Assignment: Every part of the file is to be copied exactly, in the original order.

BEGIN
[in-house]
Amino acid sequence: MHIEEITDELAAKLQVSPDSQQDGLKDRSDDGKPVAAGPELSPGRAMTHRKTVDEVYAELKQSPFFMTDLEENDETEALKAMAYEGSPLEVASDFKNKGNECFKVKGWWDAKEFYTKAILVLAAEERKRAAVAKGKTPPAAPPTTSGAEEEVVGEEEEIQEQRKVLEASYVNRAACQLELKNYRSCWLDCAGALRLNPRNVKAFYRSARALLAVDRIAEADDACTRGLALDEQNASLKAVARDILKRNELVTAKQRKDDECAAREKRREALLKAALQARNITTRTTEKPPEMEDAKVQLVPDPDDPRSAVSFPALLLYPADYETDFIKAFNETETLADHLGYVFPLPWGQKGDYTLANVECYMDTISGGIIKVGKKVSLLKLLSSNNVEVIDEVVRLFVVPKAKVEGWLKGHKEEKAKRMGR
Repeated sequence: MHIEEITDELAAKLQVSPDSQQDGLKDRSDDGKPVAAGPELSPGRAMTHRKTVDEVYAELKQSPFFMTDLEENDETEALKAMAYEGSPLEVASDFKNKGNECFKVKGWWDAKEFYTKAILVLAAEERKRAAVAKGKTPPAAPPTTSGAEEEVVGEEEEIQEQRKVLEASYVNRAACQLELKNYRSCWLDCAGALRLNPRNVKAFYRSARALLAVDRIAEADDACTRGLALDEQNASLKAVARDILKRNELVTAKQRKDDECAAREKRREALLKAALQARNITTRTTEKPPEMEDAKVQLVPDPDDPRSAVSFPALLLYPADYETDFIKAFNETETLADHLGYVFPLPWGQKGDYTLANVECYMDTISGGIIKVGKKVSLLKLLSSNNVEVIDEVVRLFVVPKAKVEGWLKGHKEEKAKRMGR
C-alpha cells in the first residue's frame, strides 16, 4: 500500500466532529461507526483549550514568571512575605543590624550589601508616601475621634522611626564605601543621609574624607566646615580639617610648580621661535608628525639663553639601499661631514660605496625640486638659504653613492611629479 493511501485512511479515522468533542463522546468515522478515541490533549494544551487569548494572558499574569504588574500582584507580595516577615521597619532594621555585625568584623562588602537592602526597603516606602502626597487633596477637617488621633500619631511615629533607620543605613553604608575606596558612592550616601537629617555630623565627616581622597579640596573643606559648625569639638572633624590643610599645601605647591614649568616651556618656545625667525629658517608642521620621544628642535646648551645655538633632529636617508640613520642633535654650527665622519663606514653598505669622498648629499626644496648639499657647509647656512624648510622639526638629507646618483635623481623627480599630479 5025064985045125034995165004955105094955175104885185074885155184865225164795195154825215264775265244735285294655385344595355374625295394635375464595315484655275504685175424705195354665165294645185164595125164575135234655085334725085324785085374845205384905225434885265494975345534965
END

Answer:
[in-house]
Amino acid sequence: MHIEEITDELAAKLQVSPDSQQDGLKDRSDDGKPVAAGPELSPGRAMTHRKTVDEVYAELKQSPFFMTDLEENDETEALKAMAYEGSPLEVASDFKNKGNECFKVKGWWDAKEFYTKAILVLAAEERKRAAVAKGKTPPAAPPTTSGAEEEVVGEEEEIQEQRKVLEASYVNRAACQLELKNYRSCWLDCAGALRLNPRNVKAFYRSARALLAVDRIAEADDACTRGLALDEQNASLKAVARDILKRNELVTAKQRKDDECAAREKRREALLKAALQARNITTRTTEKPPEMEDAKVQLVPDPDDPRSAVSFPALLLYPADYETDFIKAFNETETLADHLGYVFPLPWGQKGDYTLANVECYMDTISGGIIKVGKKVSLLKLLSSNNVEVIDEVVRLFVVPKAKVEGWLKGHKEEKAKRMGR
Repeated sequence: MHIEEITDELAAKLQVSPDSQQDGLKDRSDDGKPVAAGPELSPGRAMTHRKTVDEVYAELKQSPFFMTDLEENDETEALKAMAYEGSPLEVASDFKNKGNECFKVKGWWDAKEFYTKAILVLAAEERKRAAVAKGKTPPAAPPTTSGAEEEVVGEEEEIQEQRKVLEASYVNRAACQLELKNYRSCWLDCAGALRLNPRNVKAFYRSARALLAVDRIAEADDACTRGLALDEQNASLKAVARDILKRNELVTAKQRKDDECAAREKRREALLKAALQARNITTRTTEKPPEMEDAKVQLVPDPDDPRSAVSFPALLLYPADYETDFIKAFNETETLADHLGYVFPLPWGQKGDYTLANVECYMDTISGGIIKVGKKVSLLKLLSSNNVEVIDEVVRLFVVPKAKVEGWLKGHKEEKAKRMGR
C-alpha cells in the first residue's frame, strides 16, 4: 500500500466532529461507526483549550514568571512575605543590624550589601508616601475621634522611626564605601543621609574624607566646615580639617610648580621661535608628525639663553639601499661631514660605496625640486638659504653613492611629479 493511501485512511479515522468533542463522546468515522478515541490533549494544551487569548494572558499574569504588574500582584507580595516577615521597619532594621555585625568584623562588602537592602526597603516606602502626597487633596477637617488621633500619631511615629533607620543605613553604608575606596558612592550616601537629617555630623565627616581622597579640596573643606559648625569639638572633624590643610599645601605647591614649568616651556618656545625667525629658517608642521620621544628642535646648551645655538633632529636617508640613520642633535654650527665622519663606514653598505669622498648629499626644496648639499657647509647656512624648510622639526638629507646618483635623481623627480599630479 5025064985045125034995165004955105094955175104885185074885155184865225164795195154825215264775265244735285294655385344595355374625295394635375464595315484655275504685175424705195354665165294645185164595125164575135234655085334725085324785085374845205384905225434885265494975345534965